Ironically, Bim won a gold medal special jury award as "a film of unusual merit" at the 1975 U.S. Virgin Islands Film Festival, and was shown at the CARIFESTA Film Festival in Jamaica and the Los Angeles Film Festival (both in 1976). It also earned a sympathetic review in the New York Times (Dec. 2, 1976), which found Bim a good deal more interesting than many more slickly-made films.
In 2014 writer Pat Ganase started a Facebook page called Bim, the movie—the modern-day equivalent of the Hollywood fan club—in an attempt to ignite online discussion about the film and the issues it dealt with.
Repost from @dominickalipersad
140 years ago —on May 29, 1883— the Port-of-Spain Tramways began carrying passengers. The Blue Tram went up Frederick Street. The Red Tram went via South Quay, St. Vincent Street and Cipriani Boulevard. Belmont Tramway inaugurated an electric streetcar service in Port-of-Spain on June 26, 1895. The line ran from the railroad station up Frederick St. and along Queen’s Park East. Trinidad Electric Company inaugurated the city’s second electric tramway system in July 1902. It opened a line to Laventille in 1918.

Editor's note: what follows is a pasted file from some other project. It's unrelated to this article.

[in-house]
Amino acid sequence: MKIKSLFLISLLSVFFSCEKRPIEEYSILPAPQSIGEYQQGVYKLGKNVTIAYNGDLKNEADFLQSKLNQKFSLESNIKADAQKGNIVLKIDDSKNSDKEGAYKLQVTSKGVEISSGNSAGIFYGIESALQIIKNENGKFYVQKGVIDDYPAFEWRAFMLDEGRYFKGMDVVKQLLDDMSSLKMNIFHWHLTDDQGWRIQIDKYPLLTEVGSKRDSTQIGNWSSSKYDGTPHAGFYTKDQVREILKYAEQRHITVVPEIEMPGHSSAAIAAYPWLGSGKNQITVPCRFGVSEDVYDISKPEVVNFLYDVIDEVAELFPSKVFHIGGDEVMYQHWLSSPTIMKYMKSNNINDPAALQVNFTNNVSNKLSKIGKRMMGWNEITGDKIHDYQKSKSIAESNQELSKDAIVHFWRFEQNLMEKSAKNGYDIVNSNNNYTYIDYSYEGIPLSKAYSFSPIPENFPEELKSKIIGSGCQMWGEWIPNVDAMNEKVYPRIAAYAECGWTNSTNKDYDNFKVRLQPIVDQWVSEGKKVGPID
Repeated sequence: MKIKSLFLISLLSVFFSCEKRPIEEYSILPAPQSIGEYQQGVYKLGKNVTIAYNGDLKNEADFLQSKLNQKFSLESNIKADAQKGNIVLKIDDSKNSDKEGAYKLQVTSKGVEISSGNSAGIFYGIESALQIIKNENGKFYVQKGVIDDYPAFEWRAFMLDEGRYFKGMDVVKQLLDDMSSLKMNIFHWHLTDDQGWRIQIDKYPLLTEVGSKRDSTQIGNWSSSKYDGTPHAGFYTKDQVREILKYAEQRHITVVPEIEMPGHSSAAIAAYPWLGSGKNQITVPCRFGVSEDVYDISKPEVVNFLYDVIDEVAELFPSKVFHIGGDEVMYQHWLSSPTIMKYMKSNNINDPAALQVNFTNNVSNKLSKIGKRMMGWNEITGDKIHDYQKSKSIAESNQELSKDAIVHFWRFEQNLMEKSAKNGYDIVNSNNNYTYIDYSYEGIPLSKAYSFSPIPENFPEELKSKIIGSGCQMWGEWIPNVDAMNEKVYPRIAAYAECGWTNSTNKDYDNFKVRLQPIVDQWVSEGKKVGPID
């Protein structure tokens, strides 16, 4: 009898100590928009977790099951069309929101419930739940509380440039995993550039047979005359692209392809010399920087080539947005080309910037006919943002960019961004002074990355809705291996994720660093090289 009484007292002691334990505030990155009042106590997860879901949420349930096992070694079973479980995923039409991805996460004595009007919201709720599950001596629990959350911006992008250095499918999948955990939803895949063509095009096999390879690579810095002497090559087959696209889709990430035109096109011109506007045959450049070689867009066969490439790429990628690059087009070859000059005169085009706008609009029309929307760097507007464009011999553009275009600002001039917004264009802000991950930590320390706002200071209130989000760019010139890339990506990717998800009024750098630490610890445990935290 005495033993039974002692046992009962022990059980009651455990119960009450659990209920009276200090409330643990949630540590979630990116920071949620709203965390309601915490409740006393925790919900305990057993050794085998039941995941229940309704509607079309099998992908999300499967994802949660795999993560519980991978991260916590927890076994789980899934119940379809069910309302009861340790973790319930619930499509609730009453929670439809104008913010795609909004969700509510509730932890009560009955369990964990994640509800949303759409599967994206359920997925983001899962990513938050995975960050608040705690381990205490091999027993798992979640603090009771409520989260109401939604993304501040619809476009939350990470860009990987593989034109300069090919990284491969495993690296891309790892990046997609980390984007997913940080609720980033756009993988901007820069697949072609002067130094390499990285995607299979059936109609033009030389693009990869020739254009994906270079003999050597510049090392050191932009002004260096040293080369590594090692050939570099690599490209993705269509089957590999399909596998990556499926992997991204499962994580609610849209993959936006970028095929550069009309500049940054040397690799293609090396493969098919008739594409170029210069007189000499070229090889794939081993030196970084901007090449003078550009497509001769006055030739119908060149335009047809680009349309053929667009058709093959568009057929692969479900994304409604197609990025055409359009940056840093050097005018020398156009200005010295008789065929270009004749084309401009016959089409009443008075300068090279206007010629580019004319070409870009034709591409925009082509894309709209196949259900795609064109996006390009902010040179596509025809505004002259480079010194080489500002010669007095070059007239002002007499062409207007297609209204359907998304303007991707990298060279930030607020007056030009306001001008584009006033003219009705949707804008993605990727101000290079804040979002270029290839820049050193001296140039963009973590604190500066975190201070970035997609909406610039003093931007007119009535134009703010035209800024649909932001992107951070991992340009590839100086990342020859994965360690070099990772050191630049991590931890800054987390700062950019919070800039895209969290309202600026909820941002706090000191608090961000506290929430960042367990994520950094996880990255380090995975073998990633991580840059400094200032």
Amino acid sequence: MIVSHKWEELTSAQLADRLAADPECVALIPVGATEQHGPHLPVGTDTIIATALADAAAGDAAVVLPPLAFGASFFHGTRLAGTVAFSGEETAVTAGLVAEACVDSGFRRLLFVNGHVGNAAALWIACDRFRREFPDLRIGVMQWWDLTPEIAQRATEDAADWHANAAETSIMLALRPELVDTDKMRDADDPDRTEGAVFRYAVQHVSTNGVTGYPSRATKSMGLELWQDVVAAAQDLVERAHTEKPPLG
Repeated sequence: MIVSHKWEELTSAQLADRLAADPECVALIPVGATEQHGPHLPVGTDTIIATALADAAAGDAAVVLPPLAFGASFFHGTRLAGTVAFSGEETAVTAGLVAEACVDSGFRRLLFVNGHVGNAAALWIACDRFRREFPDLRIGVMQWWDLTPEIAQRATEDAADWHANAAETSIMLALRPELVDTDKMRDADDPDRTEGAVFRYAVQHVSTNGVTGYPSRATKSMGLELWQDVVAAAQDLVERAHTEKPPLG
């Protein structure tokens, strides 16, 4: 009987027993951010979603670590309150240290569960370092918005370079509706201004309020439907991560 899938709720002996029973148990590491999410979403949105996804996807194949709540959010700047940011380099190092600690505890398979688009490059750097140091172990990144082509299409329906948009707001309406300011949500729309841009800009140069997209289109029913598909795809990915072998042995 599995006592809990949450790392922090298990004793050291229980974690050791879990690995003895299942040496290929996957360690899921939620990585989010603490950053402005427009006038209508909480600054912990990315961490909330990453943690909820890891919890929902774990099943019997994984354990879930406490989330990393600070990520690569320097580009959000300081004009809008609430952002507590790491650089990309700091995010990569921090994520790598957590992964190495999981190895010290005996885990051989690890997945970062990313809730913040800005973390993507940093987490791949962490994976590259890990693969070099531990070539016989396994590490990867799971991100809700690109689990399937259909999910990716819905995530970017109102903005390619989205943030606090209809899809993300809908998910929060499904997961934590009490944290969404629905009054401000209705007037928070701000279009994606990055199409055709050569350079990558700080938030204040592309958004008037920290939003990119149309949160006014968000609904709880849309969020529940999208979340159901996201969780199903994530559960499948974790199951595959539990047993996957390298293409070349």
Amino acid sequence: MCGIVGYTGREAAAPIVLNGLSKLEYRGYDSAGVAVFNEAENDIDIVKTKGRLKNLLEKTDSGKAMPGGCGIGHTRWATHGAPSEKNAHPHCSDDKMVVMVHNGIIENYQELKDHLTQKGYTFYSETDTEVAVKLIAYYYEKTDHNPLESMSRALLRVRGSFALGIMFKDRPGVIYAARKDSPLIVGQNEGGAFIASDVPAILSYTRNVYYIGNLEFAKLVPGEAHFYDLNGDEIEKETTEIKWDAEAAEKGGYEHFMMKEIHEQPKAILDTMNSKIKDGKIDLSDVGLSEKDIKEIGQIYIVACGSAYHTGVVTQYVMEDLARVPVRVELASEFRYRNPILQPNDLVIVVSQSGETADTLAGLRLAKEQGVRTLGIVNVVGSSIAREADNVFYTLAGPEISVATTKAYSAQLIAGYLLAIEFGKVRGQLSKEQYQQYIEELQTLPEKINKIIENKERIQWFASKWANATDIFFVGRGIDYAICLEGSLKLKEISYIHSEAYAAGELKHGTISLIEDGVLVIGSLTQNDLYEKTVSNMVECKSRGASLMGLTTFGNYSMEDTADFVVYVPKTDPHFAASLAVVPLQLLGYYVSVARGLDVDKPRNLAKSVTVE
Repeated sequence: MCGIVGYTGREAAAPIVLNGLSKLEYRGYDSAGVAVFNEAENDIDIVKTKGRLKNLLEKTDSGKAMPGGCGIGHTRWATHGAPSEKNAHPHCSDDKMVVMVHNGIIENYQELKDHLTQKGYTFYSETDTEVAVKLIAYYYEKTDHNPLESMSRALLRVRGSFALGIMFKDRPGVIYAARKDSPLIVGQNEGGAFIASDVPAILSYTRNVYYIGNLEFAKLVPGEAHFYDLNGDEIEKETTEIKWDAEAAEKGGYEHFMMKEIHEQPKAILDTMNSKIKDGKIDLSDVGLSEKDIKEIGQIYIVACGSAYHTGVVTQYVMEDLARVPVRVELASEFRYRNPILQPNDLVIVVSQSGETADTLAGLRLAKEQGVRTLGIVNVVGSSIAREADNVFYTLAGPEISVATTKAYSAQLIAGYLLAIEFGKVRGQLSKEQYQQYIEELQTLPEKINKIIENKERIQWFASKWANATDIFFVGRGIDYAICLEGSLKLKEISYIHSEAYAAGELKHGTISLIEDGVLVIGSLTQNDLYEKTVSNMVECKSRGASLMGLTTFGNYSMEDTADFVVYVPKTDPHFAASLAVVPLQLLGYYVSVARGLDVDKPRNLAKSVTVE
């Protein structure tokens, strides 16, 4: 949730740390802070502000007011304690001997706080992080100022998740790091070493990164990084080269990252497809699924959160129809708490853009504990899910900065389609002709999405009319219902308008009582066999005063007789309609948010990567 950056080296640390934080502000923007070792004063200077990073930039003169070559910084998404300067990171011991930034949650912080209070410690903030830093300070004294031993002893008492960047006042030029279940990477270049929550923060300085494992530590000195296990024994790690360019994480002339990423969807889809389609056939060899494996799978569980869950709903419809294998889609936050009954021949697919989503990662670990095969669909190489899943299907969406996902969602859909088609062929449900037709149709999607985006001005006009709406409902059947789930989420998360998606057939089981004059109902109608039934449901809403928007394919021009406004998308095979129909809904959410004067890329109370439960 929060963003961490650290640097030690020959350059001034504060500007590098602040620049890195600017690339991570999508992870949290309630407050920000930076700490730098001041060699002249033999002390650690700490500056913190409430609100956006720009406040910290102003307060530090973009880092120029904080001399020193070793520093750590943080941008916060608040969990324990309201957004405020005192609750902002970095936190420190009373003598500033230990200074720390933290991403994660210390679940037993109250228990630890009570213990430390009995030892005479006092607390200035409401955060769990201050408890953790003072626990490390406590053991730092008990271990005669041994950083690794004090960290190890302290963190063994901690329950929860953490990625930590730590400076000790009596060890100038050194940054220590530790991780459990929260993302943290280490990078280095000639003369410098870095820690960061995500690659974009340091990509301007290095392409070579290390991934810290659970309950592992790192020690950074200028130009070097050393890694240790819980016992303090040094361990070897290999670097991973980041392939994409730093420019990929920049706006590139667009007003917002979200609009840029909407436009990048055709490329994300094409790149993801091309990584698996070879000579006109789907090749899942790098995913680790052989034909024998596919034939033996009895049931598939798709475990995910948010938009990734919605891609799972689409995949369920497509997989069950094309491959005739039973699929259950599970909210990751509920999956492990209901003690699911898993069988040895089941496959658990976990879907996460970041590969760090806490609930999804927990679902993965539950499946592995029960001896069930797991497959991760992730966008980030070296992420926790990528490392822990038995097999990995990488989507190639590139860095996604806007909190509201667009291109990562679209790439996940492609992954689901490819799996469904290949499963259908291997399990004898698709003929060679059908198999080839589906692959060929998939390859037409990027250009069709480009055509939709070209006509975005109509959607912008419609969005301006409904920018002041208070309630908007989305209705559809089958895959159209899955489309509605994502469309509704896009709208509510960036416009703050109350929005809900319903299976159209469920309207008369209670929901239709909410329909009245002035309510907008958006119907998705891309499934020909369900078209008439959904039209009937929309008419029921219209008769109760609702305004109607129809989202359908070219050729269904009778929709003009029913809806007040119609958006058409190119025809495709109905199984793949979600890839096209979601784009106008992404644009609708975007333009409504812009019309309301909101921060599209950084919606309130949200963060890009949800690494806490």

One of the unusual features of the Port-of-Spain tramway was its track around the inside of Queen’s Park Savannah. St. Clair cars ran along the east and north sides, and after 4 pm each day trams marked “Savannah” ran in both directions around the entire 2.2-mile loop. The World Survey of Foreign Railways, published in Washington in 1933, reported 30 cars in Port-of-Spain.
Port-of-Spain had the only trolleybuses in the western hemisphere that had doors on the left side and ran on the left side of two-way streets. The T&T government expropriated Trinidad Electric in 1937 and thereafter the tramway system was operated by the local Trinidad Electricity Board.
TEB opened a trolleybus line along Mucurapo Road and Ariapita Avenue on October 1, 1941 It eliminated the tramway loop in Queen’s Park Savannah and closed the Four Roads line beyond Cocorite. TEB also closed the St. Clair and St. Ann’s tram lines on March 31, 1950, eliminating all tram operation in the city.
All local transport was taken over in 1955 by City Transport Services, which closed the trolleybus system on the last day of 1956. The Port-of-Spain tramway may have been the last to operate on a Caribbean island.
- Dominic Kalipersad.
We welcome the world to IZWE, the Global Village 🌎 Come join us as we celebrate Love, Life and the Spirit of who we are. ❤️✨
Welcome Home 🙏🏽
Kes the Band presents IZWE 2023 - The Village
Tuesday 14 February, 2023
Brian Lara Stadium
7 PM TO 1 AM
Ticket info in pinned posts or at kestheband.com (link in bio)